Research: What Belarusian civil society thinks on reforms

The success of reforms in Central and Eastern Europe came largely on the back of the inclusion of representatives of various groups, organizations and institutions in the shaping of the transformation policy. Politicians were encouraged to experiment and were effectively stopped from asserting interests of a single group of stakeholders. In this context, the inclusion of civil society in the transformation process becomes a crucial factor. A logical question is to which extent Belarusian civil society and political opposition are ready to be involved in the reform process and what attitude they have to reforms.

As part of the REFORUM project, BISS conducted opinion polls among representatives of 101 third sector organizations and political opposition (hereinafter ‘civil society’, CS). The subject of the study is the attitude of CS representatives to introducing reforms in our country.

The main objectives of the study were to assess the general attitude to reforms and relevance of putting these reforms in practice, to identify the priorities and substance of the anticipated reforms, and to determine the extent, to which civil society is ready to participate in the development and implementation of reforms in Belarus.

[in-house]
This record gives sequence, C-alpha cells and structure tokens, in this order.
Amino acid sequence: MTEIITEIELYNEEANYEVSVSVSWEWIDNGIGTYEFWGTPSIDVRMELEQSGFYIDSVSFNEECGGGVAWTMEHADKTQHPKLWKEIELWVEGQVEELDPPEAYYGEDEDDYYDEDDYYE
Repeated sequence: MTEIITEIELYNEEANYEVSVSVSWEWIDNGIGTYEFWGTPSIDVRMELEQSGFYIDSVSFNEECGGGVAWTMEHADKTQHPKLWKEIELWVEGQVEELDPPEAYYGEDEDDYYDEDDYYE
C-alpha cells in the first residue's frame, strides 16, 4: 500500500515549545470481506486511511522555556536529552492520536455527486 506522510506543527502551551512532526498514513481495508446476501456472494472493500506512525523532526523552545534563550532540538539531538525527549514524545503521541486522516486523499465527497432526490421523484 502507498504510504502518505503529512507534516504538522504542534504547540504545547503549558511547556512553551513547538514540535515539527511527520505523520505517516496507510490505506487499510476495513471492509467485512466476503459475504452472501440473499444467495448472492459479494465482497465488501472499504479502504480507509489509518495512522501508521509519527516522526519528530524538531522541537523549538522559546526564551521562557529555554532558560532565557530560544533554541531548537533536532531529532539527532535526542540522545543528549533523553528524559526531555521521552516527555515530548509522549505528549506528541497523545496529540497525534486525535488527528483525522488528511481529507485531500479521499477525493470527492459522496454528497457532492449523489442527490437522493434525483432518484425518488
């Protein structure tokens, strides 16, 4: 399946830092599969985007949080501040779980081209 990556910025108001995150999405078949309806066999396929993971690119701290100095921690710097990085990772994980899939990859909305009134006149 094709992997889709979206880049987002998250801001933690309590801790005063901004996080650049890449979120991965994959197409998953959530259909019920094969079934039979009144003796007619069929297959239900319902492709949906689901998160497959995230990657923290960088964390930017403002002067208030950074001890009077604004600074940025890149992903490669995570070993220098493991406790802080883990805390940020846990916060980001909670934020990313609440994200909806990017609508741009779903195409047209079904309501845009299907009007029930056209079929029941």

Key findings

-  Civil society representatives believe that the political system is the sector that requires reforms more than any other sector of public life, followed by the national economy and the education scheme.

-   CS representatives call for political liberalization, reduction in state influence and control, introduction of insurance medicine and development of private pension funds. They are not as enthusiastic about the full liberalization of the national economy, specifically, the privatization of major enterprises or private ownership of land. The reform of the political system is understood as an increased role of the parliament, election of heads of executive committees, possibility for citizens to receive complete information about budget allocation, and amendments to the election legislation.

-  Unlike the population at large, civil society organizations prioritize the European development path, whereas when it comes to support in the implementation of reforms, they pin hopes on the European Union and international organizations.

-  Although the respondents believe the current level of the engagement between civil society and the state is insufficient and inefficient, most of third sector representatives advocate joint efforts of all stakeholders in the development of reforms. CS organizations most frequently express their willingness to participate in the development of reform proposals.

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